Comparable national figures for the pre-RRT group are not available, but if the prevalence of mild-to-moderate distress found in this study was standardised to the current population in England with a functioning transplant or undergoing dialysis, it would equate to 18 970 patients with ESRD experiencing difficulties, of whom 7835 may want help.1 It has been argued that the primary goal of supportive services should be to distinguish between transient and ongoing difficulties and focus on optimising patients’ ability to cope with their condition.29 In this context, it is likely that the most feasible supportive interventions are those that can be incorporated into routine clinical practice and standard protocols for ESRD care. ETs could be used regularly by clinicians during patient consultations or by renal nurses to screen for distress. Screening in itself will not necessarily lead to better patient outcomes, but it may help to identify patients whose distress would otherwise remain undetected, and in doing so, could enable the targeted provision of support services.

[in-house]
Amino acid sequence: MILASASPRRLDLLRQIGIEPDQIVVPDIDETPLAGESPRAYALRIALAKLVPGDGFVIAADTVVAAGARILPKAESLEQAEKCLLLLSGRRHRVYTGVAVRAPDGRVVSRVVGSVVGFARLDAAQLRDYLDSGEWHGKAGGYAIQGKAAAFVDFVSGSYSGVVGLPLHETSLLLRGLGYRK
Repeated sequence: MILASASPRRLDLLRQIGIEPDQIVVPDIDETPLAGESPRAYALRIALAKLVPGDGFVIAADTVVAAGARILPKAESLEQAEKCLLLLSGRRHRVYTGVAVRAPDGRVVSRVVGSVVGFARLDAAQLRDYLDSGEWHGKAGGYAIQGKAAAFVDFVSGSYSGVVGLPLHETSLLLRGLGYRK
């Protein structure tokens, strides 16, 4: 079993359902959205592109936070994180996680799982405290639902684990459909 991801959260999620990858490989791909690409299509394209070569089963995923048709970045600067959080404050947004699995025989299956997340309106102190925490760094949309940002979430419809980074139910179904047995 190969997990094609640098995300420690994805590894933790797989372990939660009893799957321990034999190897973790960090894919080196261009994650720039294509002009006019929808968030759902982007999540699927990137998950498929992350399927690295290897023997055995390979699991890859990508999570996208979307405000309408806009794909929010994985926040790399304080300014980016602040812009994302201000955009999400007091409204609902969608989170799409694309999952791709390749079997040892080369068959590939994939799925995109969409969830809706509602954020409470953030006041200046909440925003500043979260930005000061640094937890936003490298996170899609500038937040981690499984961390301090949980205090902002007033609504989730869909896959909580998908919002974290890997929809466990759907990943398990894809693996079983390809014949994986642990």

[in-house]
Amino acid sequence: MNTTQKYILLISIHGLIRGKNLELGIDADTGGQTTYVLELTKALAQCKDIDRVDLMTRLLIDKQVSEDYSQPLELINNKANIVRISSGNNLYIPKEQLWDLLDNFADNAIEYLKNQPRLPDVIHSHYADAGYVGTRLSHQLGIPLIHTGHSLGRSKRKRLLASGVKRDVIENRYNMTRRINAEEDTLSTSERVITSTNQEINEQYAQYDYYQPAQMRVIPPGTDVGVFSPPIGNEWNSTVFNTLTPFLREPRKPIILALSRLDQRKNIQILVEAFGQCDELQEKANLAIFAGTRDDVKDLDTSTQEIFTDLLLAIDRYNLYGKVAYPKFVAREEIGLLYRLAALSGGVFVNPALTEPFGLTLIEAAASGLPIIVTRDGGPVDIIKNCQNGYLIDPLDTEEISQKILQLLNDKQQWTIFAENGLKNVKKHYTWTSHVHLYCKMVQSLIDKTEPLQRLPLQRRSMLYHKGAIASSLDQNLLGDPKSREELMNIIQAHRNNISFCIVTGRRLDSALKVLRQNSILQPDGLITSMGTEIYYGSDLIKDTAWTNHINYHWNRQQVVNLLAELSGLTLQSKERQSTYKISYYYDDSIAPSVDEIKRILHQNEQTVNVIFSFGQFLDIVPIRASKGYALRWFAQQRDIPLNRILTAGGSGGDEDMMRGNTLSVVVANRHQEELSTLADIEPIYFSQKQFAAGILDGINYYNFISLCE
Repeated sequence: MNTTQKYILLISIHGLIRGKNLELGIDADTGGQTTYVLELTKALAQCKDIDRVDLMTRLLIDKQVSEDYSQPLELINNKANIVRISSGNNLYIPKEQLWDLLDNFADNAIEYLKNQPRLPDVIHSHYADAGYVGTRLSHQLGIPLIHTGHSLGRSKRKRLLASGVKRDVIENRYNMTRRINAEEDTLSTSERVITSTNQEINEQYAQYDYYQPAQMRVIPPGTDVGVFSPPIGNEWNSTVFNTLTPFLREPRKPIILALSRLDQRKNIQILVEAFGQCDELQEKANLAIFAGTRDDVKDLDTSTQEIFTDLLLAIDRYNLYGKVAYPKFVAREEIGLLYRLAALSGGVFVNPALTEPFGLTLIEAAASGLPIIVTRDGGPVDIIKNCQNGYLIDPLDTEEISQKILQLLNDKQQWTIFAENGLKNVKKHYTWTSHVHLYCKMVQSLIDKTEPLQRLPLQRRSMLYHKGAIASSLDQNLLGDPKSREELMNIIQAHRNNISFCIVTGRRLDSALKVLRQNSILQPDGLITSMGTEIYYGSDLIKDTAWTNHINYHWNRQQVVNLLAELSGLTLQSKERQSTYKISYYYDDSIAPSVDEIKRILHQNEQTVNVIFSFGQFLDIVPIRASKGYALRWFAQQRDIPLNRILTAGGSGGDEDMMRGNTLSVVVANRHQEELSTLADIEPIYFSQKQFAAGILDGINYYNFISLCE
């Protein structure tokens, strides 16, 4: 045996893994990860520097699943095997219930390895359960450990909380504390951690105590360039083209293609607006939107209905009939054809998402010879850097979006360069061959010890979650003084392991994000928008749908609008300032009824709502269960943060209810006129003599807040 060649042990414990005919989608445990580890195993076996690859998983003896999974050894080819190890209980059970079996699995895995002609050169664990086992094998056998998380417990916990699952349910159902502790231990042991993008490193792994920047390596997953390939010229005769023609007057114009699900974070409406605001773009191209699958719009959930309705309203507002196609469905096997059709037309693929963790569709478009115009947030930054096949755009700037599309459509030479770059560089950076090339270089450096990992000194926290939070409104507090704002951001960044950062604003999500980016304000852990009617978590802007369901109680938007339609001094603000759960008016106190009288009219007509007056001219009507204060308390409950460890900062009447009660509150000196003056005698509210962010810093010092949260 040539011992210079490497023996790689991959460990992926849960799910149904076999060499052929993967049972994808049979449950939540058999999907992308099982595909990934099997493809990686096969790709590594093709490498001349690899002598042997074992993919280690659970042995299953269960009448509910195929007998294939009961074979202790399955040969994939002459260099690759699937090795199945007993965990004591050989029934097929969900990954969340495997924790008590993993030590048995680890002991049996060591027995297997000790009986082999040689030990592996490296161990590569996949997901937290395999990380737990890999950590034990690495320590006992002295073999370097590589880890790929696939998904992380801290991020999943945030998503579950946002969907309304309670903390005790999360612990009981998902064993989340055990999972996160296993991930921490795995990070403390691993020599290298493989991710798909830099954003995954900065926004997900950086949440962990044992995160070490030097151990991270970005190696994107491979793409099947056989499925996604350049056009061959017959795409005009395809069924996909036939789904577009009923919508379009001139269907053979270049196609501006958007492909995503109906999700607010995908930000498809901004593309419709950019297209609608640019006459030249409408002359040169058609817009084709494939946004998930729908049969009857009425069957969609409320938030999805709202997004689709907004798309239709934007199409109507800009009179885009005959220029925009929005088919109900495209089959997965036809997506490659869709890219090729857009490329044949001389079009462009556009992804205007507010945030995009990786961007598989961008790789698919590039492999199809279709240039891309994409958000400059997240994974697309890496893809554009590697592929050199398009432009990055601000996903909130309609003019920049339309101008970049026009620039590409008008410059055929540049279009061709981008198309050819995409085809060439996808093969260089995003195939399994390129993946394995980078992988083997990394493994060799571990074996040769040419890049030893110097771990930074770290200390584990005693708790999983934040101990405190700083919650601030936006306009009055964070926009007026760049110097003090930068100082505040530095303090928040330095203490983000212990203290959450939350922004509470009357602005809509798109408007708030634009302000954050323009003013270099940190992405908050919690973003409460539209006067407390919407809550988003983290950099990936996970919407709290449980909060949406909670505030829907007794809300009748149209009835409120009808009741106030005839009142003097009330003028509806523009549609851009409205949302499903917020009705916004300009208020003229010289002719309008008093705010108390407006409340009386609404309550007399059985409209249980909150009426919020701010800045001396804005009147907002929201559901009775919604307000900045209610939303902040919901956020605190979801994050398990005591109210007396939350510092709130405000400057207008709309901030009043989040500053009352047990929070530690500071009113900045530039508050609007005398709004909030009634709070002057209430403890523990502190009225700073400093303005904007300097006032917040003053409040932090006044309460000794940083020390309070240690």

Experiencing distress may be considered a normal response to chronic disease diagnosis, and not all patients with mild-to-moderate distress will want to receive support. The likelihood that patients with ESRD will experience symptoms of distress was predominantly associated with age, sex and ethnicity. Consequently, screening for distress would seem particularly important for younger patients, who may experience significantly greater disruption to their family and working life than older patients, women, and for patients in BME groups, who reported uniformly high rates of mild-to-moderate distress and high support needs. It may also be useful to target screening for distress towards those who undergo regular hospital or incentre haemodialysis. Providing appropriate information to patients early on in the ESRD pathway (pre-RRT) about the distress they may experience could also help to manage patients’ expectations and allow timely identification of emotional and psychological difficulties. There was also evidence of a centre effect in the proportion of patients reporting a perceived need for support at participating study sites. Patients in sites 1 and 3, where there is no access to a renal psychologist, reported significantly higher rates of support need than those in sites 2 and 4 where renal psychologist support is available. This suggests that the availability of inhouse psychological support services may play an important role in helping patients with ESRD to manage distress.